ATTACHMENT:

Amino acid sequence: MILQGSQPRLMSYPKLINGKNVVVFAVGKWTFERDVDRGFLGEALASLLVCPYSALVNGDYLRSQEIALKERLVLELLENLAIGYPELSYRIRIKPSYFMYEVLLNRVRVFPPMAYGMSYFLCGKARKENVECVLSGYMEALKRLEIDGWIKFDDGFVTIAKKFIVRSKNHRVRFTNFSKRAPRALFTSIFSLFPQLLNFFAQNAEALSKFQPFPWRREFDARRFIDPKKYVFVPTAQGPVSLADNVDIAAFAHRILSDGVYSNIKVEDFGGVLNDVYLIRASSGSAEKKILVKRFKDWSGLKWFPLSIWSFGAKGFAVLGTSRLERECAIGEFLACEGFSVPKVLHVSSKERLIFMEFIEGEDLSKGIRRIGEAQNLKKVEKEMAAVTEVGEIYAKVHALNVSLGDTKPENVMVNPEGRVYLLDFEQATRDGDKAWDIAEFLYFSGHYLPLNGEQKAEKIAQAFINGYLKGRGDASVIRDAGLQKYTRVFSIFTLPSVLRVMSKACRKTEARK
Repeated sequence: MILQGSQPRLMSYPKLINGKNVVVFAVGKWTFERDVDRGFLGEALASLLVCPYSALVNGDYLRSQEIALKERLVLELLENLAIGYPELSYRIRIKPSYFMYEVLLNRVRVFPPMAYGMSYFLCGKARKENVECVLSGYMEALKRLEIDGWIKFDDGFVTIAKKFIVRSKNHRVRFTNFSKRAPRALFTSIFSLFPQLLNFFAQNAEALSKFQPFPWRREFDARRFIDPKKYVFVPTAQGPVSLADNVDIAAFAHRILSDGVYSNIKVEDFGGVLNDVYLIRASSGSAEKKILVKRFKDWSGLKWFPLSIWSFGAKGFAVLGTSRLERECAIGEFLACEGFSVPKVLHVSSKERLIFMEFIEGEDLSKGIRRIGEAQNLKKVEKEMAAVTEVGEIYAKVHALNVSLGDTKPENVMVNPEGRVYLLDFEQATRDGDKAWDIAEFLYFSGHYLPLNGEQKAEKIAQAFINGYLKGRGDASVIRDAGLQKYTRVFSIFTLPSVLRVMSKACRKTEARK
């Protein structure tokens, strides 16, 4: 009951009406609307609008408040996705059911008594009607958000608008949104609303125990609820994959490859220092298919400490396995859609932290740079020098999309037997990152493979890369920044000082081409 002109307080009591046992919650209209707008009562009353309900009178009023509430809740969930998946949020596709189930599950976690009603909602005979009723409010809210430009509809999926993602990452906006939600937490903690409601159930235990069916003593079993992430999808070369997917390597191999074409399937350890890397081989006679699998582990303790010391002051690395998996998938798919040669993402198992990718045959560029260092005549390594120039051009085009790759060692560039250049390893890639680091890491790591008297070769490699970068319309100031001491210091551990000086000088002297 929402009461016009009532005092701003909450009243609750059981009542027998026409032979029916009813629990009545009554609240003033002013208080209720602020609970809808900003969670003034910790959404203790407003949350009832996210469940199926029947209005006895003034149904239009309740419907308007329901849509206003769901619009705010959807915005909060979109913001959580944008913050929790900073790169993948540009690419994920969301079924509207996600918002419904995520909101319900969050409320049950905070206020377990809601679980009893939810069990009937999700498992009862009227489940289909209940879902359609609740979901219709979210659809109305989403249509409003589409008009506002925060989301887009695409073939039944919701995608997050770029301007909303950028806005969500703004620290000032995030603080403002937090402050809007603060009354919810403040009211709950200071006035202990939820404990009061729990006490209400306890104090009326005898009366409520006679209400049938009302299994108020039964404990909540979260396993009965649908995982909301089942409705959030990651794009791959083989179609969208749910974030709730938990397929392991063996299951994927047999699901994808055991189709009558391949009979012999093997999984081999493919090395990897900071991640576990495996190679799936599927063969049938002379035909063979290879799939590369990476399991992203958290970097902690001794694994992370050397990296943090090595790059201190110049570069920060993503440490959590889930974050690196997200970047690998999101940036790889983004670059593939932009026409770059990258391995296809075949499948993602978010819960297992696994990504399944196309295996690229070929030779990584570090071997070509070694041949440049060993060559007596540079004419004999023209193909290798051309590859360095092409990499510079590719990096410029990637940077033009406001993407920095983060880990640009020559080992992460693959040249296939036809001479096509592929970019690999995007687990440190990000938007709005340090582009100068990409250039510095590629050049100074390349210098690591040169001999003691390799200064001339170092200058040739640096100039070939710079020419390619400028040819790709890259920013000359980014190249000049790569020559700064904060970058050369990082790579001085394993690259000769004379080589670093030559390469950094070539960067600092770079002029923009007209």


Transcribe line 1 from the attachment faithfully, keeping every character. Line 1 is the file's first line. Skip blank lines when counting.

Amino acid sequence: MILQGSQPRLMSYPKLINGKNVVVFAVGKWTFERDVDRGFLGEALASLLVCPYSALVNGDYLRSQEIALKERLVLELLENLAIGYPELSYRIRIKPSYFMYEVLLNRVRVFPPMAYGMSYFLCGKARKENVECVLSGYMEALKRLEIDGWIKFDDGFVTIAKKFIVRSKNHRVRFTNFSKRAPRALFTSIFSLFPQLLNFFAQNAEALSKFQPFPWRREFDARRFIDPKKYVFVPTAQGPVSLADNVDIAAFAHRILSDGVYSNIKVEDFGGVLNDVYLIRASSGSAEKKILVKRFKDWSGLKWFPLSIWSFGAKGFAVLGTSRLERECAIGEFLACEGFSVPKVLHVSSKERLIFMEFIEGEDLSKGIRRIGEAQNLKKVEKEMAAVTEVGEIYAKVHALNVSLGDTKPENVMVNPEGRVYLLDFEQATRDGDKAWDIAEFLYFSGHYLPLNGEQKAEKIAQAFINGYLKGRGDASVIRDAGLQKYTRVFSIFTLPSVLRVMSKACRKTEARK